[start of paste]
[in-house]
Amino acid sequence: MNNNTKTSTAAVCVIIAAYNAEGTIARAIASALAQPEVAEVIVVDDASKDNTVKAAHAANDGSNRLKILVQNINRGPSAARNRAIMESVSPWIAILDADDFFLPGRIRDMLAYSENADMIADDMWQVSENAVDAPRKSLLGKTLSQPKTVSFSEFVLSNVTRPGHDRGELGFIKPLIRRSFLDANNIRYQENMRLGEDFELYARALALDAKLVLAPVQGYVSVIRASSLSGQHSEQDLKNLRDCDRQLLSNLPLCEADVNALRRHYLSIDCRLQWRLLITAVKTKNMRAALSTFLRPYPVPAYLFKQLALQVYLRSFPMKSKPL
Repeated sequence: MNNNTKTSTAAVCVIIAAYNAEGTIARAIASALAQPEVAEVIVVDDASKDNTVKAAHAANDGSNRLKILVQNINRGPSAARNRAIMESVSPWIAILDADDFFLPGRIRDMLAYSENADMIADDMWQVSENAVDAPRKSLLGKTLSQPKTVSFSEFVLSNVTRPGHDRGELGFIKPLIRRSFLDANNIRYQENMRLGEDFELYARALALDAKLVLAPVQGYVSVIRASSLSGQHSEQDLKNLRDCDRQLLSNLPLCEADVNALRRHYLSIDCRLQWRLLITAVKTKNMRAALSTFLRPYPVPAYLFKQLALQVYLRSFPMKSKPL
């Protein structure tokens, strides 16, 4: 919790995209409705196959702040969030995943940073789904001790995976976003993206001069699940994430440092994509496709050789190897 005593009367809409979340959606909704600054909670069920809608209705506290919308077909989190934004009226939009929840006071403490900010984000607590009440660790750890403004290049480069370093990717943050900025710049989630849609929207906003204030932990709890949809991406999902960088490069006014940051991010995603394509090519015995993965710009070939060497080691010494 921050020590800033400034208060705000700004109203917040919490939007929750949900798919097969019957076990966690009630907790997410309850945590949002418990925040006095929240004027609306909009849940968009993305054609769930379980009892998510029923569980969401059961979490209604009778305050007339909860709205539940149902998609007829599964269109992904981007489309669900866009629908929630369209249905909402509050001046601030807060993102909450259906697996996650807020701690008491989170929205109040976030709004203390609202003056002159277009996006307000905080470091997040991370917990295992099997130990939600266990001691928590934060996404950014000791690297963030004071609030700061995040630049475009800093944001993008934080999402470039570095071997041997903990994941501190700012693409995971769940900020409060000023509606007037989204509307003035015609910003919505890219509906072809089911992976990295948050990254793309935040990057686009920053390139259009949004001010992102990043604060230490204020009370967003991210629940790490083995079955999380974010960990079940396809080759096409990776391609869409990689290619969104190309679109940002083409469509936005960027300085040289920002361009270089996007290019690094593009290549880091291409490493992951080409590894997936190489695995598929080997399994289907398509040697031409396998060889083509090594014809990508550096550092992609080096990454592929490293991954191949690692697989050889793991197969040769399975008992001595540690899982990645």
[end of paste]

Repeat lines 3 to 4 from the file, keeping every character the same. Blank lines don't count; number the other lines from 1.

Repeated sequence: MNNNTKTSTAAVCVIIAAYNAEGTIARAIASALAQPEVAEVIVVDDASKDNTVKAAHAANDGSNRLKILVQNINRGPSAARNRAIMESVSPWIAILDADDFFLPGRIRDMLAYSENADMIADDMWQVSENAVDAPRKSLLGKTLSQPKTVSFSEFVLSNVTRPGHDRGELGFIKPLIRRSFLDANNIRYQENMRLGEDFELYARALALDAKLVLAPVQGYVSVIRASSLSGQHSEQDLKNLRDCDRQLLSNLPLCEADVNALRRHYLSIDCRLQWRLLITAVKTKNMRAALSTFLRPYPVPAYLFKQLALQVYLRSFPMKSKPL
């Protein structure tokens, strides 16, 4: 919790995209409705196959702040969030995943940073789904001790995976976003993206001069699940994430440092994509496709050789190897 005593009367809409979340959606909704600054909670069920809608209705506290919308077909989190934004009226939009929840006071403490900010984000607590009440660790750890403004290049480069370093990717943050900025710049989630849609929207906003204030932990709890949809991406999902960088490069006014940051991010995603394509090519015995993965710009070939060497080691010494 921050020590800033400034208060705000700004109203917040919490939007929750949900798919097969019957076990966690009630907790997410309850945590949002418990925040006095929240004027609306909009849940968009993305054609769930379980009892998510029923569980969401059961979490209604009778305050007339909860709205539940149902998609007829599964269109992904981007489309669900866009629908929630369209249905909402509050001046601030807060993102909450259906697996996650807020701690008491989170929205109040976030709004203390609202003056002159277009996006307000905080470091997040991370917990295992099997130990939600266990001691928590934060996404950014000791690297963030004071609030700061995040630049475009800093944001993008934080999402470039570095071997041997903990994941501190700012693409995971769940900020409060000023509606007037989204509307003035015609910003919505890219509906072809089911992976990295948050990254793309935040990057686009920053390139259009949004001010992102990043604060230490204020009370967003991210629940790490083995079955999380974010960990079940396809080759096409990776391609869409990689290619969104190309679109940002083409469509936005960027300085040289920002361009270089996007290019690094593009290549880091291409490493992951080409590894997936190489695995598929080997399994289907398509040697031409396998060889083509090594014809990508550096550092992609080096990454592929490293991954191949690692697989050889793991197969040769399975008992001595540690899982990645």